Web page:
By Jeanne Hambleton
The Fibromyalgia Association UK will be raising awareness in a big way on the International Fibromyalgia Awareness Day on Monday 12th May, when fibromites from all over the UK, and MPs meet for coffee at Portcullis House Westminster.
Chairman of the Trustees of FMA UK, Pam Stewart said, “Our aim is to make MPs aware of how desperate the situation is for so many fibromyalgia sufferers living in their constituencies. We need to let MPs know of the day-to-day struggles people with fibromyalgia battle against just to lead as near ‘normal’ a life. We need their help and support. Fibromyalgia sufferers deserve a voice and deserve to be listened to.
“We need to raise the profile of fibromyalgia in order to persuade decision makers to adopt these guidelines officially so that full treatment programmes can be made available to all sufferers throughout the UK.”
Recent e-petitions to the No. 10 Downing Street website have raised the question of treatments and the government responses have indicated that it is up to each Primary Care Trusts to decide priorities for their area but, without clear national guidance, fibromyalgia mostly slips to the bottom of the list if it is considered at all.
Although more doctors are becoming knowledgeable about fibromyalgia, many people who contact Fibromyalgia Association UK say that having read about the symptoms of fibromyalgia, it has been down to them to suggest the possibility of this as a diagnosis to their GP. This diagnosis stills seems to be overlooked, despite the prevalence of the condition.
Diagnosis of fibromyalgia is just the beginning of the problems. There is still the minefield of treatment options. At worst some patients are still being told, “There is nothing that can be done; there is no cure; learn to live with it. It’s psychological – all in your mind”. At best there are one or two centres that offer a range of managing and coping strategies using pain relief units, physiotherapists, counsellors, hydrotherapy and other treatments. Unfortunately most of the alternative therapies are in the private sector and sufferers are unable to finance these long term or even short term. There are also many hospitals with very good supportive departments but, unfortunately, this is a postcode lottery.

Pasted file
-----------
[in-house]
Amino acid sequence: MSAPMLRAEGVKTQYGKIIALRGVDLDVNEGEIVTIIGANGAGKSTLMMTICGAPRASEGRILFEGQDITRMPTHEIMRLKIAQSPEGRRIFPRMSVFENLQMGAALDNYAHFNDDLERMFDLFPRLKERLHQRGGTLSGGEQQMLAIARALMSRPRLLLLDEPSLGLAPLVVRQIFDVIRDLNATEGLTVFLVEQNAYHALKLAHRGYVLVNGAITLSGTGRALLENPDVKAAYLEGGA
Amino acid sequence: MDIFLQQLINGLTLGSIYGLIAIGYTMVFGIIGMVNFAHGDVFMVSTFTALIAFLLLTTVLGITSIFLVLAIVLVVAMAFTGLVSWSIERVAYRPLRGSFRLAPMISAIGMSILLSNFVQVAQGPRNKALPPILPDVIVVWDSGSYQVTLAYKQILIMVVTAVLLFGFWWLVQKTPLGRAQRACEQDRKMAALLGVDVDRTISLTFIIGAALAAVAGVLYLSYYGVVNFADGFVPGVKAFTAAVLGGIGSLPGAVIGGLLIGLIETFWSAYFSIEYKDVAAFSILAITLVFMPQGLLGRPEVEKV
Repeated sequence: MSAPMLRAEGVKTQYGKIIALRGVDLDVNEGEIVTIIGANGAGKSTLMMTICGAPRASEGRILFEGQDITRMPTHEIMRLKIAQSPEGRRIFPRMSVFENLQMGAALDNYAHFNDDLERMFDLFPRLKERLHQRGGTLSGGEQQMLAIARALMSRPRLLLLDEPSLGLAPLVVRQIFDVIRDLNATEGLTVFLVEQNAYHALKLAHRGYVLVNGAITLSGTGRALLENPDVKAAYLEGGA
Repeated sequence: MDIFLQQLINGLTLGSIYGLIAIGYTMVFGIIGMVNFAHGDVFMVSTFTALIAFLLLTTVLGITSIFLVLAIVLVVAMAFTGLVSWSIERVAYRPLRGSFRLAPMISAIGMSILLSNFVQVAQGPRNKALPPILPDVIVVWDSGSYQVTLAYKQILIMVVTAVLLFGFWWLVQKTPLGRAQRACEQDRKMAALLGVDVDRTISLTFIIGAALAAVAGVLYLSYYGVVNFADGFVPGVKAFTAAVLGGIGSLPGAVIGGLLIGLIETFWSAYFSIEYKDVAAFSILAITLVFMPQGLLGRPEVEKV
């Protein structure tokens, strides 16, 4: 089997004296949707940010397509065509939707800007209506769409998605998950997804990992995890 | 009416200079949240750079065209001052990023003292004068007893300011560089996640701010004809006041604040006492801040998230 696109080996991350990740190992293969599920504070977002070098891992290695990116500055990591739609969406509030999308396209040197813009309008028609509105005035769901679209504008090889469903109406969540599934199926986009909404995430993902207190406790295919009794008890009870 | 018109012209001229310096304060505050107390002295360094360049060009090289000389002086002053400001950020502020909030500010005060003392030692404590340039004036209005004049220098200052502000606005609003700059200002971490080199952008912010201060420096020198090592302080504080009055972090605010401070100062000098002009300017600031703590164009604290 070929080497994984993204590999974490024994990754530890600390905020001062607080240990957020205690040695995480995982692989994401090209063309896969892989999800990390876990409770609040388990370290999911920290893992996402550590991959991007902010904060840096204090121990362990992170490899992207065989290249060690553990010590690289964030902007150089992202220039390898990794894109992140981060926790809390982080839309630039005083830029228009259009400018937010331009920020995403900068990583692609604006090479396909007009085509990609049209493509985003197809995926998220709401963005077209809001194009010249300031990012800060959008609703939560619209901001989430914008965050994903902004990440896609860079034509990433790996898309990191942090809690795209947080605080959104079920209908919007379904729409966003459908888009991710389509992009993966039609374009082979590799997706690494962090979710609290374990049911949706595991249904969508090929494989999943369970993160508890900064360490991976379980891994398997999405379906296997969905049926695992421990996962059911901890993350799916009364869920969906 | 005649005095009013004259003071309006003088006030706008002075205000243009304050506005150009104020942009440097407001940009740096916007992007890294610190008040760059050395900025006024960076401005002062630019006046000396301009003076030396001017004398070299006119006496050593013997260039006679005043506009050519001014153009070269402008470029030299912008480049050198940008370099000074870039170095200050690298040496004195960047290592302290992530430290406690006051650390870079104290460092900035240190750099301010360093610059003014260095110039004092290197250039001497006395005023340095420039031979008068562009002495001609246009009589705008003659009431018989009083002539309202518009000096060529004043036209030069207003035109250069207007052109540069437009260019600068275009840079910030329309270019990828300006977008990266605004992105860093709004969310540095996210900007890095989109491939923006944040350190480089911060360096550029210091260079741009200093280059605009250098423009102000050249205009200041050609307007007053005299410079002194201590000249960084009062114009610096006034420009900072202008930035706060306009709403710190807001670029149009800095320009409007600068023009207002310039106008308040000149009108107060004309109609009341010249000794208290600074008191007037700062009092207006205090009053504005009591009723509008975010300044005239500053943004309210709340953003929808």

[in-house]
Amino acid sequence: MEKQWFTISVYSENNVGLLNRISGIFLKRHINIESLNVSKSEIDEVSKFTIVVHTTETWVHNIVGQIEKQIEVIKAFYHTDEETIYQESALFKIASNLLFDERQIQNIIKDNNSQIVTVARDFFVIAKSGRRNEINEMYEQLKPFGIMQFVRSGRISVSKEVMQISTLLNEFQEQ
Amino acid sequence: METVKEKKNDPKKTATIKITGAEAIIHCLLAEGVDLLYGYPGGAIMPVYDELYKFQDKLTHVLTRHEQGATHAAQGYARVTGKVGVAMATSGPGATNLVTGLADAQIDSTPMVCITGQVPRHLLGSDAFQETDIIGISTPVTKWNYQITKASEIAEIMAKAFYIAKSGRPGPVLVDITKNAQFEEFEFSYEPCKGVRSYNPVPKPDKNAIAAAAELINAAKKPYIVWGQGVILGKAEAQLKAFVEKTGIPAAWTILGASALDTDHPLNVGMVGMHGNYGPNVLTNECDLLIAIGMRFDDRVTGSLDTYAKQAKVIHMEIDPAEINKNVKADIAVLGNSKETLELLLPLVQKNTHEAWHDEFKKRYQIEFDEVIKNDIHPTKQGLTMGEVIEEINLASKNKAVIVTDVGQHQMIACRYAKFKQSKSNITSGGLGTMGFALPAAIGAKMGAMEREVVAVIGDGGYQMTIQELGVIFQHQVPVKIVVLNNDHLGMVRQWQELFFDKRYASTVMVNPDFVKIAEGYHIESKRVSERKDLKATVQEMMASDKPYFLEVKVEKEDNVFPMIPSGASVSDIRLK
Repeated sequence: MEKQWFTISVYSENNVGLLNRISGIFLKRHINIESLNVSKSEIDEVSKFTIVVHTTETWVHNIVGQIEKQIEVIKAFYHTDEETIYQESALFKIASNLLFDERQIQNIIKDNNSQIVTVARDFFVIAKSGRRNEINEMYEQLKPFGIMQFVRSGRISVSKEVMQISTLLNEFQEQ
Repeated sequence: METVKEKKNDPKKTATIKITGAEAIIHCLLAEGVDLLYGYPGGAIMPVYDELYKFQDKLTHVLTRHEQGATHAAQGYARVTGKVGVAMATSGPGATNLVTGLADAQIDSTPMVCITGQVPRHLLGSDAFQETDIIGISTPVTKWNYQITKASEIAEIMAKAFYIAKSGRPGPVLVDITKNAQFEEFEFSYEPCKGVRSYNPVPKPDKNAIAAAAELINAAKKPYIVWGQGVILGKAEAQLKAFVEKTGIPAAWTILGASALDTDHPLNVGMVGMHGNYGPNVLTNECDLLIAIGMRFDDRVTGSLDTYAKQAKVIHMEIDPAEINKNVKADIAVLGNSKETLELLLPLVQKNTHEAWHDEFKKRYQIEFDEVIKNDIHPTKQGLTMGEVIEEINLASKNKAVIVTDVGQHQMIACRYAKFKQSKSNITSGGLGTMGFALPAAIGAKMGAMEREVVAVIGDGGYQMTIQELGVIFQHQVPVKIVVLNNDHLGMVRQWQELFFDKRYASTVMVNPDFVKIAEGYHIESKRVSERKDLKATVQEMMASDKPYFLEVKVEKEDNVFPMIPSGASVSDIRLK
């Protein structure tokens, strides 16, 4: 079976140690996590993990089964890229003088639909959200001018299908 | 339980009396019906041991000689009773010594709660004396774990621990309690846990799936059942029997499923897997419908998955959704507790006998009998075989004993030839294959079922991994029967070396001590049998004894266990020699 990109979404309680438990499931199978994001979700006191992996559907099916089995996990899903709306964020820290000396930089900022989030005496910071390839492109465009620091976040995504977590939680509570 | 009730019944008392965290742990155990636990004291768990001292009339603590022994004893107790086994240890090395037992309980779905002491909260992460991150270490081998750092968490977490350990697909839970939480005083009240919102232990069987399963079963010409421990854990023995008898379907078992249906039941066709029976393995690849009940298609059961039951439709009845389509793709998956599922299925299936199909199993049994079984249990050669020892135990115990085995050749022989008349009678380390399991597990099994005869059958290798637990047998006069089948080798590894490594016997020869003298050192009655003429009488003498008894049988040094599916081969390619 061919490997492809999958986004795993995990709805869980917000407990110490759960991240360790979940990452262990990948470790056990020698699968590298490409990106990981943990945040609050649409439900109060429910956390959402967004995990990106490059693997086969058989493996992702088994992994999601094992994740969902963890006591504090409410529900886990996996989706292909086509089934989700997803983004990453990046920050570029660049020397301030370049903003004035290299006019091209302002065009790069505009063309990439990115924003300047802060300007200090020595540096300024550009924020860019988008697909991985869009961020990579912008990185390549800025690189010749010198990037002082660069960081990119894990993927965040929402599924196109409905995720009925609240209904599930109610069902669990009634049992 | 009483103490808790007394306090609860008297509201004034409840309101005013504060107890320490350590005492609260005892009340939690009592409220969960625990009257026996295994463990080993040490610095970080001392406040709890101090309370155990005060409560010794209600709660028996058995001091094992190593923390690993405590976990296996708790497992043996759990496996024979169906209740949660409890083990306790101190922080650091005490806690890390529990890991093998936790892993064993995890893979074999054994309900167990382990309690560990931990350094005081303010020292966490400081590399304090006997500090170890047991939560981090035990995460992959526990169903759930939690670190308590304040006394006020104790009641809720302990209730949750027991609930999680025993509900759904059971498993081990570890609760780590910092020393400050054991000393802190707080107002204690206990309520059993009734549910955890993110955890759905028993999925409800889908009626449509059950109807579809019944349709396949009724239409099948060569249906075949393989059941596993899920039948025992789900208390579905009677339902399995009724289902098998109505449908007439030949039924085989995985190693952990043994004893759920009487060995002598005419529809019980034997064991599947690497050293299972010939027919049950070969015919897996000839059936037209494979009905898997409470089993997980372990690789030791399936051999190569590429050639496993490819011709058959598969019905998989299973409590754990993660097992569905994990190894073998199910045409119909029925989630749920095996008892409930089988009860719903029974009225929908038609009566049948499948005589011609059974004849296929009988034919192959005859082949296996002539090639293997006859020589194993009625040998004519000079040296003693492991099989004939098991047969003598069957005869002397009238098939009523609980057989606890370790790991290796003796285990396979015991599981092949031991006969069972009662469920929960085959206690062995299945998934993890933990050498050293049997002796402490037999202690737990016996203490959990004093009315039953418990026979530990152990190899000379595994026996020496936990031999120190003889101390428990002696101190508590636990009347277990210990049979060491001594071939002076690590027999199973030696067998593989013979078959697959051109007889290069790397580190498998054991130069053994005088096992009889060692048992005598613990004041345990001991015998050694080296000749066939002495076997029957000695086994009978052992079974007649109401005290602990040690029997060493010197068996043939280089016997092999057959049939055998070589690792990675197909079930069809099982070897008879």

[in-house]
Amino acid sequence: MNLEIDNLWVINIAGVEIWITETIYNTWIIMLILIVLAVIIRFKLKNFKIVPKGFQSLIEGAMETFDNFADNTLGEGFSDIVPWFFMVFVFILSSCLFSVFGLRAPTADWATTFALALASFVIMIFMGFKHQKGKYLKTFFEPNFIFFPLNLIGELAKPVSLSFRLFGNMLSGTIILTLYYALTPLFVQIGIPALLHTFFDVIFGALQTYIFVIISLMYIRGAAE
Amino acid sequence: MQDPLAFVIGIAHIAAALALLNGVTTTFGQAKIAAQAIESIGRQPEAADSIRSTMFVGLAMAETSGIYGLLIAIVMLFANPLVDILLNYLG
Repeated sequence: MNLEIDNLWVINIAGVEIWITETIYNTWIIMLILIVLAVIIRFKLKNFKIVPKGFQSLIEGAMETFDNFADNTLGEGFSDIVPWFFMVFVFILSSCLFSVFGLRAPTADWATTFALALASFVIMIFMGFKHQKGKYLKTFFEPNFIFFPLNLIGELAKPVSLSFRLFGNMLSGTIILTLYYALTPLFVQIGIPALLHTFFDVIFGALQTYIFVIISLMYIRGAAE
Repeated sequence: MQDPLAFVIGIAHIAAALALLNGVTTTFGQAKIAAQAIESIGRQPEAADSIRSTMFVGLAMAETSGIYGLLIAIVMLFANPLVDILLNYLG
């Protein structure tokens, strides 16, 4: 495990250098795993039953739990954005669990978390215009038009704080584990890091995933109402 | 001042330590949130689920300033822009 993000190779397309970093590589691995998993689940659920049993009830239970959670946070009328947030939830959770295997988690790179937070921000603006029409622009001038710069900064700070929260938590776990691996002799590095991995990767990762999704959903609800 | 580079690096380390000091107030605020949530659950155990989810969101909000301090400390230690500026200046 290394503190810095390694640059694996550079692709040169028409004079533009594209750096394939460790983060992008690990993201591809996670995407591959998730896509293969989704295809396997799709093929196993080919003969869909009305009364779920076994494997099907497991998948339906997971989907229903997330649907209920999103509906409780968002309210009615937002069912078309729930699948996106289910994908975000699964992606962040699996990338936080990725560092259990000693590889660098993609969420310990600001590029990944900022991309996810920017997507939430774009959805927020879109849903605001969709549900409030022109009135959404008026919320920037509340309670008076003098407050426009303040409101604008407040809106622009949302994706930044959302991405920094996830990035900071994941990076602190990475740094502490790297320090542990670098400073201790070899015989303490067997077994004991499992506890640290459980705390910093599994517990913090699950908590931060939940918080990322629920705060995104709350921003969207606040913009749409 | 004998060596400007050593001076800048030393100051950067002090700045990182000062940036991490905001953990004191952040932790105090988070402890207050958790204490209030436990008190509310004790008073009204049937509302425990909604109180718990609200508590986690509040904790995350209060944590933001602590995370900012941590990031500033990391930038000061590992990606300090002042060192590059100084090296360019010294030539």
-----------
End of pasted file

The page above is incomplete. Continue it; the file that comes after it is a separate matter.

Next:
“The method of diagnosis, initially developed for research purposes, has been shown to be both effective and simple. On assessment, a careful health history is taken. If the patient reports widespread pain for more than three months together with pain in at least 11 out of 18 tender point sites when they are pressed, then a diagnosis of fibromyalgia can be made. ‘Widespread pain’ means pain above and below the waist and on both sides of the body. The ‘tender points’, or spots of extreme tenderness, are rarely noticed by the patient until they are pressed,” said the chairman.
Most people must wait for an appointment with a consultant, usually a rheumatologist, before getting a confirmed diagnosed, when it should be possible to be diagnosed by the GP.
Sufferers can spend years going backwards and forwards to their GP with what seems to be many different conditions. During this time their general health often deteriorates, employment may become difficult or impossible and family and friends can become increasingly frustrated and unsupportive. There are instances where diagnosis is made fairly quickly, within a year, but the majority can take 3 – 5 years.
Fibromyalgia is a painful, non-articular condition predominantly involving muscle; it is the most common cause of chronic, widespread musculoskeletal pain and affects between 2%-3% of the UK population. Although there is a reliable diagnosis for fibromyalgia and treatment guidelines, many people still wait years to get diagnosed only to be told there is no treatment.
The European League Against Rheumatism (EULAR) has issued the first guidelines for the treatment of fibromyalgia syndrome (FMS) and published them in the September 2007 issue of the Annals of Rheumatic Diseases. This 9 point plan covers the treatment and diagnosis of fibromyalgia. Whilst these guidelines are not yet adopted by the National Institute for Health and Clinical Excellence (NICE) in the UK, they can be seen as a significant step forward.
For more information of fibromyalgia in the UK please send a 42p sae to:
Fibromyalgia Association UK, PO Box 206, Stourbridge, West Midlands, DY9 8YL
or visit the website http://www.fmauk.org.
For further information relating to this press release please contact Jean Turner 0845 3452603 firstname.lastname@example.org